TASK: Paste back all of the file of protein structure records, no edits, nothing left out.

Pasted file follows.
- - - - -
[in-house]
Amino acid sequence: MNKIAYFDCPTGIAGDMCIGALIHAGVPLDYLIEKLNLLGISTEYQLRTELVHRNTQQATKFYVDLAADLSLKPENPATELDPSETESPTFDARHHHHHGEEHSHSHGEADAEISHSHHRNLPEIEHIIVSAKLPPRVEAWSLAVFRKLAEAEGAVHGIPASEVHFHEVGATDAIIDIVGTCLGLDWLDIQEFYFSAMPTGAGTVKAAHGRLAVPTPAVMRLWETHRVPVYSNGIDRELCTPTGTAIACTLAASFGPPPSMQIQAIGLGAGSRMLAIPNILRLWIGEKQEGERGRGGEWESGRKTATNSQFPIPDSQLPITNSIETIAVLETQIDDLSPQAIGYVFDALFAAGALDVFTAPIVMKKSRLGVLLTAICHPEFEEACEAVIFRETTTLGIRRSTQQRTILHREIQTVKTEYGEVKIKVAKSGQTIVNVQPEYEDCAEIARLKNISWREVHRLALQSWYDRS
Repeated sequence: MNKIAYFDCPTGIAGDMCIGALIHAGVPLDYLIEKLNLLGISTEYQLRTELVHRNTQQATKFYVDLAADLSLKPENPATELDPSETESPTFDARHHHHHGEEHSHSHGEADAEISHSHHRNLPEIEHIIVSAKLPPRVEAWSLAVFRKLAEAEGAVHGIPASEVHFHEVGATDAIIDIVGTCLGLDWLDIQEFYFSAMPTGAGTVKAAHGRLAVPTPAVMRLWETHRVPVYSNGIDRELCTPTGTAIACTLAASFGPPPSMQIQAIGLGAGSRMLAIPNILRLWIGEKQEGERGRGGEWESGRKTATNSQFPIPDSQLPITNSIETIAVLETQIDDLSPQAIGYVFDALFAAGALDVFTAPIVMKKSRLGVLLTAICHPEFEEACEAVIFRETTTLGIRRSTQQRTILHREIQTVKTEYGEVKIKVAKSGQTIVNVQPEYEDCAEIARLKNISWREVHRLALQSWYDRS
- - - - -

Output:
[in-house]
Amino acid sequence: MNKIAYFDCPTGIAGDMCIGALIHAGVPLDYLIEKLNLLGISTEYQLRTELVHRNTQQATKFYVDLAADLSLKPENPATELDPSETESPTFDARHHHHHGEEHSHSHGEADAEISHSHHRNLPEIEHIIVSAKLPPRVEAWSLAVFRKLAEAEGAVHGIPASEVHFHEVGATDAIIDIVGTCLGLDWLDIQEFYFSAMPTGAGTVKAAHGRLAVPTPAVMRLWETHRVPVYSNGIDRELCTPTGTAIACTLAASFGPPPSMQIQAIGLGAGSRMLAIPNILRLWIGEKQEGERGRGGEWESGRKTATNSQFPIPDSQLPITNSIETIAVLETQIDDLSPQAIGYVFDALFAAGALDVFTAPIVMKKSRLGVLLTAICHPEFEEACEAVIFRETTTLGIRRSTQQRTILHREIQTVKTEYGEVKIKVAKSGQTIVNVQPEYEDCAEIARLKNISWREVHRLALQSWYDRS
Repeated sequence: MNKIAYFDCPTGIAGDMCIGALIHAGVPLDYLIEKLNLLGISTEYQLRTELVHRNTQQATKFYVDLAADLSLKPENPATELDPSETESPTFDARHHHHHGEEHSHSHGEADAEISHSHHRNLPEIEHIIVSAKLPPRVEAWSLAVFRKLAEAEGAVHGIPASEVHFHEVGATDAIIDIVGTCLGLDWLDIQEFYFSAMPTGAGTVKAAHGRLAVPTPAVMRLWETHRVPVYSNGIDRELCTPTGTAIACTLAASFGPPPSMQIQAIGLGAGSRMLAIPNILRLWIGEKQEGERGRGGEWESGRKTATNSQFPIPDSQLPITNSIETIAVLETQIDDLSPQAIGYVFDALFAAGALDVFTAPIVMKKSRLGVLLTAICHPEFEEACEAVIFRETTTLGIRRSTQQRTILHREIQTVKTEYGEVKIKVAKSGQTIVNVQPEYEDCAEIARLKNISWREVHRLALQSWYDRS